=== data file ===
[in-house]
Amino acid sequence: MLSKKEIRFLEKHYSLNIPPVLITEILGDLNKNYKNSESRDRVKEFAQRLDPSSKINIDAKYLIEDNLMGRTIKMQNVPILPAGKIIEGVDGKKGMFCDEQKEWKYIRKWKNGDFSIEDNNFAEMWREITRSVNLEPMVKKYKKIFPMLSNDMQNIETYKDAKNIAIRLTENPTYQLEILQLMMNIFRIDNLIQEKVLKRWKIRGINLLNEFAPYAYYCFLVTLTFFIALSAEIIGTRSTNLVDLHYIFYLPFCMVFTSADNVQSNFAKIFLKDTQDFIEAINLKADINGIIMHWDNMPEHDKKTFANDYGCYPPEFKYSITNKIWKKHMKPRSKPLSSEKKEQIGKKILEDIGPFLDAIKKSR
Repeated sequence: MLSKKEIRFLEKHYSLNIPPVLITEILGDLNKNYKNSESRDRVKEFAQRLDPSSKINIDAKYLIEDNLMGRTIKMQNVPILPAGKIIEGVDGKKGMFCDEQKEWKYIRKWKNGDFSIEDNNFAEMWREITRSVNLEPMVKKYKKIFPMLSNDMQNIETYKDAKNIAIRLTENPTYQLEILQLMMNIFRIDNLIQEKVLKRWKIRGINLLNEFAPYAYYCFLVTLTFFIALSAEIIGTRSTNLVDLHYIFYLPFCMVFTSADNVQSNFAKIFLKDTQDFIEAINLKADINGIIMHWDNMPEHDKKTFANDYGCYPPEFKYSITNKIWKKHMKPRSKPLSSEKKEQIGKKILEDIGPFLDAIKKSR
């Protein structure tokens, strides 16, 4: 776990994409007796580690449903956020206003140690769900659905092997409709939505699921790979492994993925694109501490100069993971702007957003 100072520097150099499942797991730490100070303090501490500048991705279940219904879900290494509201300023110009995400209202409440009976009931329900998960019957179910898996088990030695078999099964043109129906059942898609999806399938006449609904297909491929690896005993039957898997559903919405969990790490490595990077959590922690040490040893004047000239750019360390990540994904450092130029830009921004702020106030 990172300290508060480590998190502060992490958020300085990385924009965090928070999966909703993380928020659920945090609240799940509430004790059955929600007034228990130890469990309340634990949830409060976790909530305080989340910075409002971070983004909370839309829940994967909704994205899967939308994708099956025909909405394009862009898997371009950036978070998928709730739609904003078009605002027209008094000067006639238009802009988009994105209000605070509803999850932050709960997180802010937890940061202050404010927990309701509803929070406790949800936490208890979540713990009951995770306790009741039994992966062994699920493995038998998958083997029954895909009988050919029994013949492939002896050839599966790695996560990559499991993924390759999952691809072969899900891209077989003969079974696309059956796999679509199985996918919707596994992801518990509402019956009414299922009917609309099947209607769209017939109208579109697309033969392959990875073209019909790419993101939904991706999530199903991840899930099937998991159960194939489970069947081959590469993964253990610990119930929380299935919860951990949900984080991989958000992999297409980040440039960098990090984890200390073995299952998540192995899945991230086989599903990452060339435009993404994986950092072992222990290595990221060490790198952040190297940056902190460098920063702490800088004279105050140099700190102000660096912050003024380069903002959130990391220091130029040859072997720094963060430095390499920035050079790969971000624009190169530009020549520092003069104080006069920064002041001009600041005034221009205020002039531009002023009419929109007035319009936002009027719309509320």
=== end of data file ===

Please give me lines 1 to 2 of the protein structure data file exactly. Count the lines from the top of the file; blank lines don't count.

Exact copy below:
[in-house]
Amino acid sequence: MLSKKEIRFLEKHYSLNIPPVLITEILGDLNKNYKNSESRDRVKEFAQRLDPSSKINIDAKYLIEDNLMGRTIKMQNVPILPAGKIIEGVDGKKGMFCDEQKEWKYIRKWKNGDFSIEDNNFAEMWREITRSVNLEPMVKKYKKIFPMLSNDMQNIETYKDAKNIAIRLTENPTYQLEILQLMMNIFRIDNLIQEKVLKRWKIRGINLLNEFAPYAYYCFLVTLTFFIALSAEIIGTRSTNLVDLHYIFYLPFCMVFTSADNVQSNFAKIFLKDTQDFIEAINLKADINGIIMHWDNMPEHDKKTFANDYGCYPPEFKYSITNKIWKKHMKPRSKPLSSEKKEQIGKKILEDIGPFLDAIKKSR